5. Price and Cost of EV

There are now millions of electric vehicles being sold all around the world, but they are still very expensive. The cost of buying an electric vehicle outright is still a big problem for potential buyers.

Around 40% of car buyers now consider cost as a big buying factor when looking for a car. This also goes for buying an electric car which buyers think is way more expensive.

The EV industry is trying to educate people on the long-term investment of owning an EV. The reasoning is that electric cars are a better investment over a longer period.

At the moment, gas-powered cars are slightly cheaper than their electric counterparts. However, over a longer period of time, gas cars prove to be more expensive to own.

Electric cars have lower ownership costs than gas-powered cars over longer periods. This is when you factor in things like maintenance, repair, and gas costs.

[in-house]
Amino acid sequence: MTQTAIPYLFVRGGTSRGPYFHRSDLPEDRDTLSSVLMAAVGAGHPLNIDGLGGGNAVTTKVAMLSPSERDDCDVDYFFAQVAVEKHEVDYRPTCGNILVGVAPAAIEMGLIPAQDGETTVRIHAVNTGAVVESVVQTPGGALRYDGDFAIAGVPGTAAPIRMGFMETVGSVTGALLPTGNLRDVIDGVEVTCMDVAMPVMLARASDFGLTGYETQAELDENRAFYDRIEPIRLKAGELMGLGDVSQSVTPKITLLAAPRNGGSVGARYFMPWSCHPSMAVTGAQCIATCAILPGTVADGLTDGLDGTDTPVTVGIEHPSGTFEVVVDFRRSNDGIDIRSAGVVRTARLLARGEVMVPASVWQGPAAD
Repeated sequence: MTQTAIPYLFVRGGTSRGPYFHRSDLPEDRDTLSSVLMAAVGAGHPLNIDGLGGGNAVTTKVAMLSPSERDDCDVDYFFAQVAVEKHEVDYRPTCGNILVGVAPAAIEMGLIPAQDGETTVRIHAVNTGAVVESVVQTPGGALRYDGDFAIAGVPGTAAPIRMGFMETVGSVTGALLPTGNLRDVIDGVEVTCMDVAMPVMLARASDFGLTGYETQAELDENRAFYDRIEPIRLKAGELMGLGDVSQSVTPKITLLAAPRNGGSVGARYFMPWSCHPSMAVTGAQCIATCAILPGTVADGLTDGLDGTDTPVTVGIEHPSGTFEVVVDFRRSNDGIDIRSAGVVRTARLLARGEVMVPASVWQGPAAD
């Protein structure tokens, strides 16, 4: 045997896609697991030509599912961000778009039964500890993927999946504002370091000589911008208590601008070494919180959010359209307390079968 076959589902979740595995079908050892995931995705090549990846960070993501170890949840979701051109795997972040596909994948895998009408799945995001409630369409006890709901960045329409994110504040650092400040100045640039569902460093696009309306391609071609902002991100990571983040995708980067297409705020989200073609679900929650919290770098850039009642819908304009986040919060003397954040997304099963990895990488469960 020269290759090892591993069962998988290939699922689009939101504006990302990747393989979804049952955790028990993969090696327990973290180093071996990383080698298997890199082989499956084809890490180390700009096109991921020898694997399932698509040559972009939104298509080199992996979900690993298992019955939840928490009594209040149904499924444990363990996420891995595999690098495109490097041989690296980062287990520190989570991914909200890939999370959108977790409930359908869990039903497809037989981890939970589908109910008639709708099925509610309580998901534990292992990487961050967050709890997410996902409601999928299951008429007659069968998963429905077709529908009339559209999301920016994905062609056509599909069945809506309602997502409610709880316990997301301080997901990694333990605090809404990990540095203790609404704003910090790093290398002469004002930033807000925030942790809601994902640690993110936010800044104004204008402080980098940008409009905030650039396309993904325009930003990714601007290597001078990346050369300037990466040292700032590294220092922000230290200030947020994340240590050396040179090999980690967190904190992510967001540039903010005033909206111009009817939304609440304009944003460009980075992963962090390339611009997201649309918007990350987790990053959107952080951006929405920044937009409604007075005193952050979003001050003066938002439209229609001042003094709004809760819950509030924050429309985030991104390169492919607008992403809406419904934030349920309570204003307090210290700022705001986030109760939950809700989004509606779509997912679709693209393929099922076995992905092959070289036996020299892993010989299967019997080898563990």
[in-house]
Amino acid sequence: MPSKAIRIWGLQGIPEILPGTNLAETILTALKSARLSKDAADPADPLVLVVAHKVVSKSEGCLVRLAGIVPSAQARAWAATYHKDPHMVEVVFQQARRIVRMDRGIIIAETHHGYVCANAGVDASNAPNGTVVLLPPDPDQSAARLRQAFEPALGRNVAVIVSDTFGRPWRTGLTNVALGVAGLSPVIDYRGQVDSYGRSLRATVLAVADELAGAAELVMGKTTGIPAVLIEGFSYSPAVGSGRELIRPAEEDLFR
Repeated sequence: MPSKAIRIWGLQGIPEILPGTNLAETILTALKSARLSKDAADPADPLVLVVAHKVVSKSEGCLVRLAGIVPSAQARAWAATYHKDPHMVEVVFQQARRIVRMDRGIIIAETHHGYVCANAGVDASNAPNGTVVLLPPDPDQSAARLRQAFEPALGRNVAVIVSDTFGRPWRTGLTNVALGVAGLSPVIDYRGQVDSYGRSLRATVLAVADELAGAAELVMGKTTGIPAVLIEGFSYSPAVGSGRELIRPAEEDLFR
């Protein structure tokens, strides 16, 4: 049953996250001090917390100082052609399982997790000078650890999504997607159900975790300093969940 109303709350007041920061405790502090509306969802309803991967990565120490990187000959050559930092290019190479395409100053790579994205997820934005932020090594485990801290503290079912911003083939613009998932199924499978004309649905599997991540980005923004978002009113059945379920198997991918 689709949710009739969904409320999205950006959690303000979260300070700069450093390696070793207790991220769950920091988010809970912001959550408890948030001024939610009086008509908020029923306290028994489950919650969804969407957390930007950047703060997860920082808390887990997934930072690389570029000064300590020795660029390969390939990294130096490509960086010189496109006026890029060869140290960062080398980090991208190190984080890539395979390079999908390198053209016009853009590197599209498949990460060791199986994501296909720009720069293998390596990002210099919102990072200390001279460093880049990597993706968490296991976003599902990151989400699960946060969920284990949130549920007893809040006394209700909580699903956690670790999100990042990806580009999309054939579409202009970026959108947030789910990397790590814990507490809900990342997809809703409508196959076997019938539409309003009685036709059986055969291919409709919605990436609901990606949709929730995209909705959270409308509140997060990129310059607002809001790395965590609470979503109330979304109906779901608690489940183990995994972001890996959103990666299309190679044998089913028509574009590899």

During a lifespan of about 10 to 15 years, electric vehicles will prove more cost-effective. In the long run, gas prices will also rise significantly faster than electricity prices.

The good news is that as more electric vehicles are available, their price will decrease. The battery is the most expensive component in an EV and increases the overall cost.

Batteries that power EVs are expensive to make because of the rare materials used in their production. In essence, if EV battery prices go down, then it makes sense that the overall cost of the vehicle will also go down.

Related: How Will Electric Cars Affect Gas Prices? (Explained)